European Commission opens investigation into German government aid to Lufthansa

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The European Commission (EC) announced on Monday the opening of an in-depth investigation into Lufthansa’s €6 billion airline recapitalization plan that the German government adopted in the wake of the coronavirus pandemic and that the General Court of the European Union (EUCG) annulled last year.

The aim of the investigation is to analyze whether the German aid complies with the EU club’s rules on state aid, the EC said in a statement.

In June 2020, Brussels gave the green light to the recapitalization plan, concluding that it complied with EU rules on state aid, including the temporary framework on state aid adopted in the wake of the pandemic. That temporary framework relaxed the rules on public support to give member states more leeway to support companies in the aftermath of the health crisis.

However, the EUAT annulled the aid of 6 billion euros in May 2023, although the EU judiciary has yet to rule on the appeal filed by Lufthansa.

Capitalization plan

The recapitalization plan was divided into three parts: an equity stake of approximately EUR 300 million, a non-voting non-convertible equity stake of EUR 4.7 billion and a non-voting stake of EUR 1 billion with the characteristics of a convertible bond.

To benefit from the aid, Lufthansa had to comply with a number of commitments, such as a ban on dividends and “strict” limitations on executive compensation, including a ban on bonus payments.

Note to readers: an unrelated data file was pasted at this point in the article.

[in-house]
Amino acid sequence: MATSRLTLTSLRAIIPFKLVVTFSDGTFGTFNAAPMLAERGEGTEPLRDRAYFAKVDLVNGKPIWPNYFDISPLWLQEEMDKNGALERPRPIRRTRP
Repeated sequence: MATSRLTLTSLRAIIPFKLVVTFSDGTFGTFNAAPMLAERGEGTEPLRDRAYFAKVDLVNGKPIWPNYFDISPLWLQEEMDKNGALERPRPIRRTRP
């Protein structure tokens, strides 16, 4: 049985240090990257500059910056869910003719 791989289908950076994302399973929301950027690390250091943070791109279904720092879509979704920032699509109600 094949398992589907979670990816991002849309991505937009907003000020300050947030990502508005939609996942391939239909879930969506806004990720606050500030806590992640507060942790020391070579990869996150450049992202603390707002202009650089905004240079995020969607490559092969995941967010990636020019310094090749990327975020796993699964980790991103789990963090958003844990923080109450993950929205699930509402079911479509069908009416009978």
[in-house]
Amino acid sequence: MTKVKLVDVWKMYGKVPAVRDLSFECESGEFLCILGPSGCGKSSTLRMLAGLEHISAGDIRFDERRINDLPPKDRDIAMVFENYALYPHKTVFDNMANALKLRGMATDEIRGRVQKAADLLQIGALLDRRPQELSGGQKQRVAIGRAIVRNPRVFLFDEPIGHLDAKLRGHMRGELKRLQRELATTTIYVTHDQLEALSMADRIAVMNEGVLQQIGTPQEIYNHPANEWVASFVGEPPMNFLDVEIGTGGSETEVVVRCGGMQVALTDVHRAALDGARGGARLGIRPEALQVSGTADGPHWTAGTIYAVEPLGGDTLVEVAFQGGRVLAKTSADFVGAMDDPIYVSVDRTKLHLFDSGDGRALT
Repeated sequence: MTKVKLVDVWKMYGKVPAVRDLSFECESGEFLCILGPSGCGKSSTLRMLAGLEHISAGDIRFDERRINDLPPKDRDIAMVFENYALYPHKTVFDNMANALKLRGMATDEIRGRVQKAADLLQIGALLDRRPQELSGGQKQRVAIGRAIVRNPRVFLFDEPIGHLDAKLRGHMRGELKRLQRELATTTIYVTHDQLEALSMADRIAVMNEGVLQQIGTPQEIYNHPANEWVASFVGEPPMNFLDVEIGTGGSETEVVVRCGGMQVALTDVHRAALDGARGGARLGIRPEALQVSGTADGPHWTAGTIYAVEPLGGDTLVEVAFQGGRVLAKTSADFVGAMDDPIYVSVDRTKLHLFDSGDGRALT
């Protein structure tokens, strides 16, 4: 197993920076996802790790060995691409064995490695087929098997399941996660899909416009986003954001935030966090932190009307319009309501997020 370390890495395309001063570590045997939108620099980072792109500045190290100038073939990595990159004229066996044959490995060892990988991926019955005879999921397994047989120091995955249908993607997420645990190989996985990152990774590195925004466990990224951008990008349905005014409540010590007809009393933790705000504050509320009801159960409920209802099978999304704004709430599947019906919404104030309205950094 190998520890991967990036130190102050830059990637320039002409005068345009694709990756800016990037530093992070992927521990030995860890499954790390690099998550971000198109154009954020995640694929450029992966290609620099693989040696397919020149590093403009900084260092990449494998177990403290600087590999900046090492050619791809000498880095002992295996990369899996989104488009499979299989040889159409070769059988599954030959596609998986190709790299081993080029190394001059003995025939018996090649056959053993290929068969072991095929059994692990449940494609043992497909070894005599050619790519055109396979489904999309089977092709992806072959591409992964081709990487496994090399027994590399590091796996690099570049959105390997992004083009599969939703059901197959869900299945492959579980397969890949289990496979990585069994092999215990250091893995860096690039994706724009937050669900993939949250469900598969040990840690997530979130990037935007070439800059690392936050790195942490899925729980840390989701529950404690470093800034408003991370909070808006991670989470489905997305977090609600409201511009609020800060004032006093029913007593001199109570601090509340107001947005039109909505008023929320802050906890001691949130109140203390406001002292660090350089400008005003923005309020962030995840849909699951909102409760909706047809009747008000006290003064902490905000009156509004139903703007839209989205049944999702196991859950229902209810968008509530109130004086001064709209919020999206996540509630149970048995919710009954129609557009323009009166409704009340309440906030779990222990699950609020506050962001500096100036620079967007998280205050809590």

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In addition, Lufthansa had to give up to 24 landing or take-off permits a day at Frankfurt and Munich airports to allow competing airlines to establish a base there.

In the EUAT judgment annulling the Commission’s approval of the recapitalization, the court found that German support for Lufthansa breached “several of the conditions” set out in the temporary state aid framework adopted in the wake of the coronavirus.

The investigation

Following that ruling, Brussels will carry out a “more in-depth” investigation to assess the recapitalization measure, which will focus on Lufthansa’s eligibility for aid or the need for a mechanism to incentivize the state’s exit from the company’s capital.

Attention will also be paid to the existence of “significant market power” at airports other than Frankfurt and Munich, at least at Düsseldorf and Vienna, as well as “certain aspects of the structural commitments imposed on Lufthansa,” among other issues, the European Commission said.

The opening of an in-depth investigation gives Germany and interested third parties the opportunity to comment on the matter.

In any case, the launching of the investigation does not prejudge its outcome.

With information from EFE